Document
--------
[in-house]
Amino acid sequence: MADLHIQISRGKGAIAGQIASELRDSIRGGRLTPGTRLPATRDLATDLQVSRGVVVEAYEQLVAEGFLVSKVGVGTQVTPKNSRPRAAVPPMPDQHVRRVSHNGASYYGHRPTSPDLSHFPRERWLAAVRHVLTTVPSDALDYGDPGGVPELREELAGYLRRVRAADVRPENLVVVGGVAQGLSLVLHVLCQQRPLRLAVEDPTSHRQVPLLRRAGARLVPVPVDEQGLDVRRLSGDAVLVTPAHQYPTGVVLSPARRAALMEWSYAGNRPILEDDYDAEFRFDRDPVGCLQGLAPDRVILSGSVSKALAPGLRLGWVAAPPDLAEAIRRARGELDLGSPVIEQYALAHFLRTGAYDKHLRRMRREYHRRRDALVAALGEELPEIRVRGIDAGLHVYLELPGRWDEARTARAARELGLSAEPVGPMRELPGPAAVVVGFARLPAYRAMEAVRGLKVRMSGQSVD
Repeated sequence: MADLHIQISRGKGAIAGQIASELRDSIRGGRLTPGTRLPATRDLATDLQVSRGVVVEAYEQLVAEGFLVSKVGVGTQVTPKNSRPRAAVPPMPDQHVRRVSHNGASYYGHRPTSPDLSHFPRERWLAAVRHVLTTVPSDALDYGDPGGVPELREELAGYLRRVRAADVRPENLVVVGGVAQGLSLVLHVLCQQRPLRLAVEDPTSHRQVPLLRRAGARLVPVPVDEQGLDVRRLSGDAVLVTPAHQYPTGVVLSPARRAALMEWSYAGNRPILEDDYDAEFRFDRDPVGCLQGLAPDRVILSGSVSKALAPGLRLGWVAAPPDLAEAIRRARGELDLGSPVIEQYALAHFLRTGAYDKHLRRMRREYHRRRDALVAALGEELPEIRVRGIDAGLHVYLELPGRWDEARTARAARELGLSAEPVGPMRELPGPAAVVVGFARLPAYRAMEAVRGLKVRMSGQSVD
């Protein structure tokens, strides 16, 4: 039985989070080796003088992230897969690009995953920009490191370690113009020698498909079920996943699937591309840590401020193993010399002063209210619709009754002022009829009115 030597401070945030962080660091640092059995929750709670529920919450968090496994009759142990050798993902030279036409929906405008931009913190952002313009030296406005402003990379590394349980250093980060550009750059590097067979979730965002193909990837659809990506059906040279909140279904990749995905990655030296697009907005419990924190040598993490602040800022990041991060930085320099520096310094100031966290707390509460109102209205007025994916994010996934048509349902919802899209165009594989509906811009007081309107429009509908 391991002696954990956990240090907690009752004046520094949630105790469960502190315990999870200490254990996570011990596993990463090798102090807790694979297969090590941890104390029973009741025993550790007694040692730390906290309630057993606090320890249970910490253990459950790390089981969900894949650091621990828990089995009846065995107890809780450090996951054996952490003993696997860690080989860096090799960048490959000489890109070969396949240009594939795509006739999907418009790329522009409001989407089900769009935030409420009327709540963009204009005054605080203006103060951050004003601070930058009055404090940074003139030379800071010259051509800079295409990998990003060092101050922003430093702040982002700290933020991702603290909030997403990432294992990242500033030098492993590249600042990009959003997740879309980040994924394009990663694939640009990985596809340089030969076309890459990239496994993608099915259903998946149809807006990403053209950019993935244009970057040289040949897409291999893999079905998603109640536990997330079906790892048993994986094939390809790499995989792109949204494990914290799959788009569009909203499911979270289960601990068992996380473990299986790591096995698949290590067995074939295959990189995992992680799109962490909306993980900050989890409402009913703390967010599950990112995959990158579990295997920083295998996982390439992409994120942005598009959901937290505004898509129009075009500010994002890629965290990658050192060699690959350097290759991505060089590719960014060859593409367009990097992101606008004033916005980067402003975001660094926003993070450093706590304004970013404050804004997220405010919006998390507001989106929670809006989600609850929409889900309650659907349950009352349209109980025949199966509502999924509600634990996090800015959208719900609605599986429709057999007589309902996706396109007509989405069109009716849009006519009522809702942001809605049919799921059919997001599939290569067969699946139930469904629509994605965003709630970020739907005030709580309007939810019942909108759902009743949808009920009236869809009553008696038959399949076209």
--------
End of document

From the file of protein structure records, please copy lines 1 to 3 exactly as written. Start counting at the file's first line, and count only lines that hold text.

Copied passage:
[in-house]
Amino acid sequence: MADLHIQISRGKGAIAGQIASELRDSIRGGRLTPGTRLPATRDLATDLQVSRGVVVEAYEQLVAEGFLVSKVGVGTQVTPKNSRPRAAVPPMPDQHVRRVSHNGASYYGHRPTSPDLSHFPRERWLAAVRHVLTTVPSDALDYGDPGGVPELREELAGYLRRVRAADVRPENLVVVGGVAQGLSLVLHVLCQQRPLRLAVEDPTSHRQVPLLRRAGARLVPVPVDEQGLDVRRLSGDAVLVTPAHQYPTGVVLSPARRAALMEWSYAGNRPILEDDYDAEFRFDRDPVGCLQGLAPDRVILSGSVSKALAPGLRLGWVAAPPDLAEAIRRARGELDLGSPVIEQYALAHFLRTGAYDKHLRRMRREYHRRRDALVAALGEELPEIRVRGIDAGLHVYLELPGRWDEARTARAARELGLSAEPVGPMRELPGPAAVVVGFARLPAYRAMEAVRGLKVRMSGQSVD
Repeated sequence: MADLHIQISRGKGAIAGQIASELRDSIRGGRLTPGTRLPATRDLATDLQVSRGVVVEAYEQLVAEGFLVSKVGVGTQVTPKNSRPRAAVPPMPDQHVRRVSHNGASYYGHRPTSPDLSHFPRERWLAAVRHVLTTVPSDALDYGDPGGVPELREELAGYLRRVRAADVRPENLVVVGGVAQGLSLVLHVLCQQRPLRLAVEDPTSHRQVPLLRRAGARLVPVPVDEQGLDVRRLSGDAVLVTPAHQYPTGVVLSPARRAALMEWSYAGNRPILEDDYDAEFRFDRDPVGCLQGLAPDRVILSGSVSKALAPGLRLGWVAAPPDLAEAIRRARGELDLGSPVIEQYALAHFLRTGAYDKHLRRMRREYHRRRDALVAALGEELPEIRVRGIDAGLHVYLELPGRWDEARTARAARELGLSAEPVGPMRELPGPAAVVVGFARLPAYRAMEAVRGLKVRMSGQSVD